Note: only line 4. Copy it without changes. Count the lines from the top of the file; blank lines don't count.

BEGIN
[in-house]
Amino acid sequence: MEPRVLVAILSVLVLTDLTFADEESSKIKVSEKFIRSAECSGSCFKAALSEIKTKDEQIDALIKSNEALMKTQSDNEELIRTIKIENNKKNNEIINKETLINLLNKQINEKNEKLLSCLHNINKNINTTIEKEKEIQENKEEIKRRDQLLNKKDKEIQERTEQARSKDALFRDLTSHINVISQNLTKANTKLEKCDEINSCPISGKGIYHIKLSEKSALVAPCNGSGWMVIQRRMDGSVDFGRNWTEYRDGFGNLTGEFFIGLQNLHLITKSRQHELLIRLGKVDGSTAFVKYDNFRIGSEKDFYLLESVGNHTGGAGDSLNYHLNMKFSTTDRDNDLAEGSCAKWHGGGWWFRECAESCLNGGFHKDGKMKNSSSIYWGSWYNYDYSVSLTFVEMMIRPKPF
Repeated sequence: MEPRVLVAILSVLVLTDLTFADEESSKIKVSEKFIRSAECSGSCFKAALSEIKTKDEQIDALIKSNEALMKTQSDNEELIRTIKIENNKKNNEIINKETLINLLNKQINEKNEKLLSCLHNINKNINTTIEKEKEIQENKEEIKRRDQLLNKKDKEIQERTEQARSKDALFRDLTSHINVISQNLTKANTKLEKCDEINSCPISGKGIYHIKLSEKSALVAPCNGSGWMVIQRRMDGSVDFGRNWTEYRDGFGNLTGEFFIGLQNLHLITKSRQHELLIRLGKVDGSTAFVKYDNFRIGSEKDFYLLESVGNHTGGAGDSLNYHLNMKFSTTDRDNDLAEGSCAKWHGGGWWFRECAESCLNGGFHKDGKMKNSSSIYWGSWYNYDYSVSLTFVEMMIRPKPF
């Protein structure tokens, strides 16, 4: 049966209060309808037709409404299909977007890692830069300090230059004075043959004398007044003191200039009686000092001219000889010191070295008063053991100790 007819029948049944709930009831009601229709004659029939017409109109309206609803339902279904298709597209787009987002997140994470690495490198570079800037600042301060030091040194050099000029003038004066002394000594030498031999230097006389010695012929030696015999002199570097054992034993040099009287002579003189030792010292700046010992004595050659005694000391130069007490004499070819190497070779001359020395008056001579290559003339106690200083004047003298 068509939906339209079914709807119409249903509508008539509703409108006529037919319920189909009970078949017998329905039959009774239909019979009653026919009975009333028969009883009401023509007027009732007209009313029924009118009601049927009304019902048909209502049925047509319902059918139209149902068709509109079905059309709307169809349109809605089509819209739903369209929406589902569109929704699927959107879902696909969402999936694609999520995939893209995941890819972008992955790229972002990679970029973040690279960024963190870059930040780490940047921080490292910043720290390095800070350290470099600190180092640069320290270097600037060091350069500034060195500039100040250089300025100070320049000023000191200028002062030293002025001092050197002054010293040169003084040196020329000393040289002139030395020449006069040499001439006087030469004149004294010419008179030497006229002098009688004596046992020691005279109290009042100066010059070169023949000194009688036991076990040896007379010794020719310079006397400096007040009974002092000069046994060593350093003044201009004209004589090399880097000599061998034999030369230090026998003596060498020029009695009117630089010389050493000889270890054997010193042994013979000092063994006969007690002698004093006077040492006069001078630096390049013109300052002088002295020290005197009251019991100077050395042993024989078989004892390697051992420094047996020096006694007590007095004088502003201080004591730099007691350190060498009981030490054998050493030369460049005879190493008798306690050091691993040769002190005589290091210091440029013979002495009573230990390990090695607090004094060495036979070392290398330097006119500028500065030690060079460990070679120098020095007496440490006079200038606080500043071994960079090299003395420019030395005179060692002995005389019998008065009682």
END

């Protein structure tokens, strides 16, 4: 049966209060309808037709409404299909977007890692830069300090230059004075043959004398007044003191200039009686000092001219000889010191070295008063053991100790 007819029948049944709930009831009601229709004659029939017409109109309206609803339902279904298709597209787009987002997140994470690495490198570079800037600042301060030091040194050099000029003038004066002394000594030498031999230097006389010695012929030696015999002199570097054992034993040099009287002579003189030792010292700046010992004595050659005694000391130069007490004499070819190497070779001359020395008056001579290559003339106690200083004047003298 068509939906339209079914709807119409249903509508008539509703409108006529037919319920189909009970078949017998329905039959009774239909019979009653026919009975009333028969009883009401023509007027009732007209009313029924009118009601049927009304019902048909209502049925047509319902059918139209149902068709509109079905059309709307169809349109809605089509819209739903369209929406589902569109929704699927959107879902696909969402999936694609999520995939893209995941890819972008992955790229972002990679970029973040690279960024963190870059930040780490940047921080490292910043720290390095800070350290470099600190180092640069320290270097600037060091350069500034060195500039100040250089300025100070320049000023000191200028002062030293002025001092050197002054010293040169003084040196020329000393040289002139030395020449006069040499001439006087030469004149004294010419008179030497006229002098009688004596046992020691005279109290009042100066010059070169023949000194009688036991076990040896007379010794020719310079006397400096007040009974002092000069046994060593350093003044201009004209004589090399880097000599061998034999030369230090026998003596060498020029009695009117630089010389050493000889270890054997010193042994013979000092063994006969007690002698004093006077040492006069001078630096390049013109300052002088002295020290005197009251019991100077050395042993024989078989004892390697051992420094047996020096006694007590007095004088502003201080004591730099007691350190060498009981030490054998050493030369460049005879190493008798306690050091691993040769002190005589290091210091440029013979002495009573230990390990090695607090004094060495036979070392290398330097006119500028500065030690060079460990070679120098020095007496440490006079200038606080500043071994960079090299003395420019030395005179060692002995005389019998008065009682």